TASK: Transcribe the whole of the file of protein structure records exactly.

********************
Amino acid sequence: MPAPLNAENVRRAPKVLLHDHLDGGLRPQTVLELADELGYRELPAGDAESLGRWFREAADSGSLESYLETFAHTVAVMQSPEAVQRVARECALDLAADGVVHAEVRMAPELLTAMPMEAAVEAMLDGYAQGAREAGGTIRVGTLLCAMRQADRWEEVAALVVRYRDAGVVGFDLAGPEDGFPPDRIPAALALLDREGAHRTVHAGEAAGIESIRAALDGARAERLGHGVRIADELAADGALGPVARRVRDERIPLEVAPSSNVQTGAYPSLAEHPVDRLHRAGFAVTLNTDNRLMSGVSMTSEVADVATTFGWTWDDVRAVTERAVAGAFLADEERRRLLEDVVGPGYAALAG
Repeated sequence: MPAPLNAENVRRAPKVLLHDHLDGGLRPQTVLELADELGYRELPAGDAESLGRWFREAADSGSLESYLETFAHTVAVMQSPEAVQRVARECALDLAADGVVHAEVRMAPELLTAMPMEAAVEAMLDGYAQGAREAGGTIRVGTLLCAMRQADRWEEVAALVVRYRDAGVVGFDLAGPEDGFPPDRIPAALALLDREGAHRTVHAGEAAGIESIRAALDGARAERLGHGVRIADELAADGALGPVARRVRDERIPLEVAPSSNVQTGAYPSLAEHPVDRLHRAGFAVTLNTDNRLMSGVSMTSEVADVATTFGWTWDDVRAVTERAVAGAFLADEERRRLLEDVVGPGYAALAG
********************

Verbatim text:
Amino acid sequence: MPAPLNAENVRRAPKVLLHDHLDGGLRPQTVLELADELGYRELPAGDAESLGRWFREAADSGSLESYLETFAHTVAVMQSPEAVQRVARECALDLAADGVVHAEVRMAPELLTAMPMEAAVEAMLDGYAQGAREAGGTIRVGTLLCAMRQADRWEEVAALVVRYRDAGVVGFDLAGPEDGFPPDRIPAALALLDREGAHRTVHAGEAAGIESIRAALDGARAERLGHGVRIADELAADGALGPVARRVRDERIPLEVAPSSNVQTGAYPSLAEHPVDRLHRAGFAVTLNTDNRLMSGVSMTSEVADVATTFGWTWDDVRAVTERAVAGAFLADEERRRLLEDVVGPGYAALAG
Repeated sequence: MPAPLNAENVRRAPKVLLHDHLDGGLRPQTVLELADELGYRELPAGDAESLGRWFREAADSGSLESYLETFAHTVAVMQSPEAVQRVARECALDLAADGVVHAEVRMAPELLTAMPMEAAVEAMLDGYAQGAREAGGTIRVGTLLCAMRQADRWEEVAALVVRYRDAGVVGFDLAGPEDGFPPDRIPAALALLDREGAHRTVHAGEAAGIESIRAALDGARAERLGHGVRIADELAADGALGPVARRVRDERIPLEVAPSSNVQTGAYPSLAEHPVDRLHRAGFAVTLNTDNRLMSGVSMTSEVADVATTFGWTWDDVRAVTERAVAGAFLADEERRRLLEDVVGPGYAALAG